“When you get into the larger aircraft it becomes like a hotel, with dozens of staff supporting the plane based in a galley area down below. You have very comprehensive cooking facilities, and on larger aircraft we have looked at theatres, with spiral staircases and a Steinway grand piano. The limitations for what you can put inside a plane are pretty much the limits of physics, and even money cannot always overcome that. Even so, people are still always trying to push [the limits]. ”
Cessna Brings Home a Wounded Veteran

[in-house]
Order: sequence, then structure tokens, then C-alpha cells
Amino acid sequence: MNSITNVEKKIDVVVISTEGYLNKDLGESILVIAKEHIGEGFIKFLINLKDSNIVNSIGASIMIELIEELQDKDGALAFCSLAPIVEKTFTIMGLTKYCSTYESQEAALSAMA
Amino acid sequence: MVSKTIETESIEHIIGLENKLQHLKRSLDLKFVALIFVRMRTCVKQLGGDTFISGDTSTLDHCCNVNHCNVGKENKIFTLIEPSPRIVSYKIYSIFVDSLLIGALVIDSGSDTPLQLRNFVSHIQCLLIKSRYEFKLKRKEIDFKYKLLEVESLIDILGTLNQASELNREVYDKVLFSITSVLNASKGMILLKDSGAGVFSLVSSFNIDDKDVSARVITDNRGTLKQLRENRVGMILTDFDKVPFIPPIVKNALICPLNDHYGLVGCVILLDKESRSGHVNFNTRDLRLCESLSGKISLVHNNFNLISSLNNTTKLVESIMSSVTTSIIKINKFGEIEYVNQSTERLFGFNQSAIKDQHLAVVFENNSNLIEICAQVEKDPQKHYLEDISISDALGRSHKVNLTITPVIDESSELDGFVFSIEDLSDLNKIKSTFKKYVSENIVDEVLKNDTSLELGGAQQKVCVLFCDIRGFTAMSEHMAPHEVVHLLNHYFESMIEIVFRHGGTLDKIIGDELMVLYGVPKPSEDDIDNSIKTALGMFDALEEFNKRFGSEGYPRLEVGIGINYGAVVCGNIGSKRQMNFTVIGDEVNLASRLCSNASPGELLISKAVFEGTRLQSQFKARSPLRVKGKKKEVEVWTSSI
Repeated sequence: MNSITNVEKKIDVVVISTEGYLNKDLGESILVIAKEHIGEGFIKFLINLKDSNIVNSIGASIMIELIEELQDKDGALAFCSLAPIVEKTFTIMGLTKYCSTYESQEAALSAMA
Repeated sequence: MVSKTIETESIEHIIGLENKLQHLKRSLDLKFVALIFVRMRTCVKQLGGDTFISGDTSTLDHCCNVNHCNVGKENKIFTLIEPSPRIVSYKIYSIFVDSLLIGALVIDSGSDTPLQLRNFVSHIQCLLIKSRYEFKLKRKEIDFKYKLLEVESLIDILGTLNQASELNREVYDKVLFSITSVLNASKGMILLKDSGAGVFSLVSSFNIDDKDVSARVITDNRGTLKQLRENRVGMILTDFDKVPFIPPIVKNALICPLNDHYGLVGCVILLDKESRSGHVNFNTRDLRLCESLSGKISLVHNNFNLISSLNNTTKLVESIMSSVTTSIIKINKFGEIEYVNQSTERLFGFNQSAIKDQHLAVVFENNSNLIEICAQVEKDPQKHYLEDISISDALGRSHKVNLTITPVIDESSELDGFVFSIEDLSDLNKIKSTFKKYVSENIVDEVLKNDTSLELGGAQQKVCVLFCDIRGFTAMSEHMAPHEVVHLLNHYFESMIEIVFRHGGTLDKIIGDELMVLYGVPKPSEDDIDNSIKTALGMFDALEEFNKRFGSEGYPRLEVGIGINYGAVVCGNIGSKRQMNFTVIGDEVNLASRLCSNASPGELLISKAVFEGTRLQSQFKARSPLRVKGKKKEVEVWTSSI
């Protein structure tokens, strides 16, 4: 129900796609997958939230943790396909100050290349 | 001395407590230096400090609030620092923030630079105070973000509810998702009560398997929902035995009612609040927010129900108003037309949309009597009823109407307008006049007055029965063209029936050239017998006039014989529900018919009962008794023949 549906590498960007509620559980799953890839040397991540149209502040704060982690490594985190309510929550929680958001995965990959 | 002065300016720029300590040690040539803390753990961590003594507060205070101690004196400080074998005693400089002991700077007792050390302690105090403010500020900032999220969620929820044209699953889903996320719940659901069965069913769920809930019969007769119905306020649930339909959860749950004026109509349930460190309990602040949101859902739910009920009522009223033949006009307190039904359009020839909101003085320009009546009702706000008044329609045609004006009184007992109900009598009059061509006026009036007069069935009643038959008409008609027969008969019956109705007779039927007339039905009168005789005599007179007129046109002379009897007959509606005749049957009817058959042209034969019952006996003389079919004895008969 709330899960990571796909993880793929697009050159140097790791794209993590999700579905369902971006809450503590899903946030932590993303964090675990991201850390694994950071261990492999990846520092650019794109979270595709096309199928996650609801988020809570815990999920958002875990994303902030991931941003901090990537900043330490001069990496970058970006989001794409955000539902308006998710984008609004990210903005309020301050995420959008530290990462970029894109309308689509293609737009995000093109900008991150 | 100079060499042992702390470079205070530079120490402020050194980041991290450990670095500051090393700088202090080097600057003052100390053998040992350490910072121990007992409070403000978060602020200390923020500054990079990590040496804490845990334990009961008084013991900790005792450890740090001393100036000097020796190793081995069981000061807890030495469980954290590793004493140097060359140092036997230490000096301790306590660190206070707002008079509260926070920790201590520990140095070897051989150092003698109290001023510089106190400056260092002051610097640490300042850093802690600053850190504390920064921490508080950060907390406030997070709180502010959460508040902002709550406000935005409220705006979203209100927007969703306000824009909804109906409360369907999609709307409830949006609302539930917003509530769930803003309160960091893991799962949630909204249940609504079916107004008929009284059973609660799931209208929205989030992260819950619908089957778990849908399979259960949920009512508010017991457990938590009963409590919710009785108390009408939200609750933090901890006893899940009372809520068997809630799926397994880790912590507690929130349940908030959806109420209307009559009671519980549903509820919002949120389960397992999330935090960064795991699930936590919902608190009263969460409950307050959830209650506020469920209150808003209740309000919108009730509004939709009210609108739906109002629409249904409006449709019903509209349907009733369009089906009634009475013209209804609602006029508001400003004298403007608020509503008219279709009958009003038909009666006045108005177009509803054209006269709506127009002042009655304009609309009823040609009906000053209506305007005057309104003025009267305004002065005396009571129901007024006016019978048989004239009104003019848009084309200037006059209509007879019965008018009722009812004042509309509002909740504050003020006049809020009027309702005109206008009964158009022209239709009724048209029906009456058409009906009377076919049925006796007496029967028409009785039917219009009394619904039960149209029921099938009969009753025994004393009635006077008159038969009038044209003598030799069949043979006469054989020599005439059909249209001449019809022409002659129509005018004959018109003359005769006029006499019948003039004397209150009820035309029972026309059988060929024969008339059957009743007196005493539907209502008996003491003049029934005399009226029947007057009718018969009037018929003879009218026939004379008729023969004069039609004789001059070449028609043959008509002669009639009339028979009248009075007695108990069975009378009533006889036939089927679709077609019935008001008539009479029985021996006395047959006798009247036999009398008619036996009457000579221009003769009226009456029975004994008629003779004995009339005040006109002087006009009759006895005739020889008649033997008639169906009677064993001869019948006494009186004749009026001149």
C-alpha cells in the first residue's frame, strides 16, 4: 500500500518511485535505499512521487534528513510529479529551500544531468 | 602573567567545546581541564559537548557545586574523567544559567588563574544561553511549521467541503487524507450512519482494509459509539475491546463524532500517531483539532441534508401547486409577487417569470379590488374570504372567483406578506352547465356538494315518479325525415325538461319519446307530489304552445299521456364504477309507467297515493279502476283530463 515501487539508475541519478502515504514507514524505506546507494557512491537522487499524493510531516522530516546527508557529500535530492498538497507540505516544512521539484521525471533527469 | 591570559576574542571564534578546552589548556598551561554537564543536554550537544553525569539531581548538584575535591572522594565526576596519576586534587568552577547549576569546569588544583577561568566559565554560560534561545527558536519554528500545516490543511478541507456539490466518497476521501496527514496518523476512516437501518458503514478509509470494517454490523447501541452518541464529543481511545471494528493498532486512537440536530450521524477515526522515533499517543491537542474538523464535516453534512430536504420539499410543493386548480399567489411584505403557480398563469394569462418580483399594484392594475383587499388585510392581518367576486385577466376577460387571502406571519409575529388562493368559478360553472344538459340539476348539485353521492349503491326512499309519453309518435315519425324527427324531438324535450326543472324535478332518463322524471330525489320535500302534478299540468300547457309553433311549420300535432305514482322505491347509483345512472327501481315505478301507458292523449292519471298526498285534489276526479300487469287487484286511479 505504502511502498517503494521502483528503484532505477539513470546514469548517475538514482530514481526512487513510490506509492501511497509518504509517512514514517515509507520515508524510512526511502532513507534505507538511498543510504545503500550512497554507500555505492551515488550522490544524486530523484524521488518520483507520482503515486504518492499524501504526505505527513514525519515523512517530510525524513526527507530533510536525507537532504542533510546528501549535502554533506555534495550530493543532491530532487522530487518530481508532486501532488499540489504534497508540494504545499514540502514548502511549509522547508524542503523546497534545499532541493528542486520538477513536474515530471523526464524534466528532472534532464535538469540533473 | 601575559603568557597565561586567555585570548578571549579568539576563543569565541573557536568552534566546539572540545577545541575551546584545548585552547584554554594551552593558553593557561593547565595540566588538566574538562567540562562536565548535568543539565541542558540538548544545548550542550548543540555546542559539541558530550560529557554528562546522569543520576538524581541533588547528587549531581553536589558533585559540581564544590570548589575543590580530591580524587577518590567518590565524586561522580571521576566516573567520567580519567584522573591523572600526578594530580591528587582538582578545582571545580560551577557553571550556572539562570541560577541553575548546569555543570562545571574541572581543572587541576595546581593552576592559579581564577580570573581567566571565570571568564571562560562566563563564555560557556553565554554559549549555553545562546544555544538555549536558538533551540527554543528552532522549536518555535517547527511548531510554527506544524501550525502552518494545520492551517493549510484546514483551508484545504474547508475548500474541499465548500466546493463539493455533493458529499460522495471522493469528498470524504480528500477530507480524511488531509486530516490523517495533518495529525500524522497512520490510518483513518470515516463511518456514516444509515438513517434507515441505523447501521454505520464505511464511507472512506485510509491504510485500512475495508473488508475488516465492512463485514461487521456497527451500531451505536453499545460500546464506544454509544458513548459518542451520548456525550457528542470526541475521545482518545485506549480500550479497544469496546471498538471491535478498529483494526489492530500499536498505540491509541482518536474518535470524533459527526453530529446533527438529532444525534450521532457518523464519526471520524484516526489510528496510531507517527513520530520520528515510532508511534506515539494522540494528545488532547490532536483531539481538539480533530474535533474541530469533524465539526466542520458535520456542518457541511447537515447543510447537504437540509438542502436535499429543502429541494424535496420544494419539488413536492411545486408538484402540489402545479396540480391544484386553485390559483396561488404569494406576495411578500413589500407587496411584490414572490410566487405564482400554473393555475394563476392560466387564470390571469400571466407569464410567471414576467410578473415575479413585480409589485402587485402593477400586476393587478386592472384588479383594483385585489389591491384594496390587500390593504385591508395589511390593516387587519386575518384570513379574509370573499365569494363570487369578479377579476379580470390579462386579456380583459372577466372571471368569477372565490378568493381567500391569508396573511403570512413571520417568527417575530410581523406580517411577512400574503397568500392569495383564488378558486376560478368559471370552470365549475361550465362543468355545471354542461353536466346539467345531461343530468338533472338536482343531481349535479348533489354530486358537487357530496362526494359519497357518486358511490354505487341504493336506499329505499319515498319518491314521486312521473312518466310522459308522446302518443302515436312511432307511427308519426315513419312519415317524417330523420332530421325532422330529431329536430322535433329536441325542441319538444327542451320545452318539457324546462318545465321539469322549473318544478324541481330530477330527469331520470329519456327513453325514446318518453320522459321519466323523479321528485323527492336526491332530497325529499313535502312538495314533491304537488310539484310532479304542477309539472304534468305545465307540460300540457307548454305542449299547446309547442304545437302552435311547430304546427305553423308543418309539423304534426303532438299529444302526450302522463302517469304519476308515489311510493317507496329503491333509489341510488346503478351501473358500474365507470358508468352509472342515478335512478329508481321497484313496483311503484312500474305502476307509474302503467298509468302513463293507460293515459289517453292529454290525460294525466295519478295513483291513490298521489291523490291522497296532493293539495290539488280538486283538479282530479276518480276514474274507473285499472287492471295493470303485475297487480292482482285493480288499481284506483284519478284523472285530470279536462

Cessna Aircraft Company’s third Veterans Airlift Command mission delivered wounded Private First Class Shawn Williams home to Wichita on December 14. On hand to greet him were several hundred Cessna employees, his family (Williams' stepfather works for Cessna) and the local American Legion Riders. Williams was injured in Afghanistan in June, when the Stryker he was driving hit an IED. He was airlifted to Germany, then to Washington and ultimately to San Antonio, for treatment at the Brooke Army Medical Center. He suffered burns to his hands and face, had pins inserted into his foot and was confined to a wheelchair until three weeks ago. Earlier this year, Cessna joined with Veterans Airlift Command to provide free transportation for injured veterans. The aircraft manufacturer has designated a Citation Mustang, named the “American Patriot,” to fly its missions, the first of which occurred on November 10.